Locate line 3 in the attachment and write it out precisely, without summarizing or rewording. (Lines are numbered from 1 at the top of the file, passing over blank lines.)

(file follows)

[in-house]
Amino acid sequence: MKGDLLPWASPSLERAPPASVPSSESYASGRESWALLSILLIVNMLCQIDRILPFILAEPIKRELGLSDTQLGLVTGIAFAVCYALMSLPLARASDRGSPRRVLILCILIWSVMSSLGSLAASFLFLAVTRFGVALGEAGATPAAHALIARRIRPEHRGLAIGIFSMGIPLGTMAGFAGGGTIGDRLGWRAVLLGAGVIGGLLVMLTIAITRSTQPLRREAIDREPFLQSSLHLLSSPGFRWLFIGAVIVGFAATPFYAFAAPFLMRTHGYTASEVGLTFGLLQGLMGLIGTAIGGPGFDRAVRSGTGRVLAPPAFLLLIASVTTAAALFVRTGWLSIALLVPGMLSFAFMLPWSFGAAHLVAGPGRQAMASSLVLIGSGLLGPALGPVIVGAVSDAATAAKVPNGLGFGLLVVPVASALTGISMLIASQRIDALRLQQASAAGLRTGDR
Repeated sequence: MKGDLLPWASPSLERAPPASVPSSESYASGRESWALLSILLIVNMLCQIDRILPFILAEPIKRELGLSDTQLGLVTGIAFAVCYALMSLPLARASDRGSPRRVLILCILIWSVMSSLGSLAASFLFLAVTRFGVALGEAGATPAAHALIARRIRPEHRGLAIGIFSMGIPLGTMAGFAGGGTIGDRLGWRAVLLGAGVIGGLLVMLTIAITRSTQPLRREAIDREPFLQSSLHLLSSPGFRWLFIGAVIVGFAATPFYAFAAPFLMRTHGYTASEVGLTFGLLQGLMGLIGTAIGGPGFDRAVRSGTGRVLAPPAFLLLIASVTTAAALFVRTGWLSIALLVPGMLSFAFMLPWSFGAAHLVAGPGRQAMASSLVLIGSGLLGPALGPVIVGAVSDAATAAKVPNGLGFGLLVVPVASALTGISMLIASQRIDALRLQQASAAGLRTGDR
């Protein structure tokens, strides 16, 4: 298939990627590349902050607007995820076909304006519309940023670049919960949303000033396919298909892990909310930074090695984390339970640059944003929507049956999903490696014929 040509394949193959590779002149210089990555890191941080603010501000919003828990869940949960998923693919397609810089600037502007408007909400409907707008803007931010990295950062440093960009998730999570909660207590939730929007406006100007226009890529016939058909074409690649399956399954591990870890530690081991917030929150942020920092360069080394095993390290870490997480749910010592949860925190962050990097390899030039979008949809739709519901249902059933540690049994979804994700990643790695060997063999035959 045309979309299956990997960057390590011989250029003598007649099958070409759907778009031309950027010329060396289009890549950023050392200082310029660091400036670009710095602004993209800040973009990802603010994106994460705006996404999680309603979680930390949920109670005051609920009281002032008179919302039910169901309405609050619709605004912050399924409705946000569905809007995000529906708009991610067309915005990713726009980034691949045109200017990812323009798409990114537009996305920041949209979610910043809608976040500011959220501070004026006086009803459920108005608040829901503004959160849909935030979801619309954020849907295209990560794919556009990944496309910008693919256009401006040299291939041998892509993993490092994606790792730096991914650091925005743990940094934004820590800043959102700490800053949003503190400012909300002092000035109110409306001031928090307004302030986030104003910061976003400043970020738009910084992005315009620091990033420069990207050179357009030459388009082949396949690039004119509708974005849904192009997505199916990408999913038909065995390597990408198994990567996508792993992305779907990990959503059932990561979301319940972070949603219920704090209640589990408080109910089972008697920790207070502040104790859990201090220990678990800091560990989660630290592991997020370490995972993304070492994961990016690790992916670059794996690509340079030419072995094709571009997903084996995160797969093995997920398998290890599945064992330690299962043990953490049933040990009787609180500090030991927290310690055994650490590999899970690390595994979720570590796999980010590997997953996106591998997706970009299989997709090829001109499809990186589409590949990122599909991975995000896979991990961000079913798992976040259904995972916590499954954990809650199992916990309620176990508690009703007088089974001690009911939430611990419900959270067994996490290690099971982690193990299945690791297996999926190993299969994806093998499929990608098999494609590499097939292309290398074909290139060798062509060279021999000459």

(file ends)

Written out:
Repeated sequence: MKGDLLPWASPSLERAPPASVPSSESYASGRESWALLSILLIVNMLCQIDRILPFILAEPIKRELGLSDTQLGLVTGIAFAVCYALMSLPLARASDRGSPRRVLILCILIWSVMSSLGSLAASFLFLAVTRFGVALGEAGATPAAHALIARRIRPEHRGLAIGIFSMGIPLGTMAGFAGGGTIGDRLGWRAVLLGAGVIGGLLVMLTIAITRSTQPLRREAIDREPFLQSSLHLLSSPGFRWLFIGAVIVGFAATPFYAFAAPFLMRTHGYTASEVGLTFGLLQGLMGLIGTAIGGPGFDRAVRSGTGRVLAPPAFLLLIASVTTAAALFVRTGWLSIALLVPGMLSFAFMLPWSFGAAHLVAGPGRQAMASSLVLIGSGLLGPALGPVIVGAVSDAATAAKVPNGLGFGLLVVPVASALTGISMLIASQRIDALRLQQASAAGLRTGDR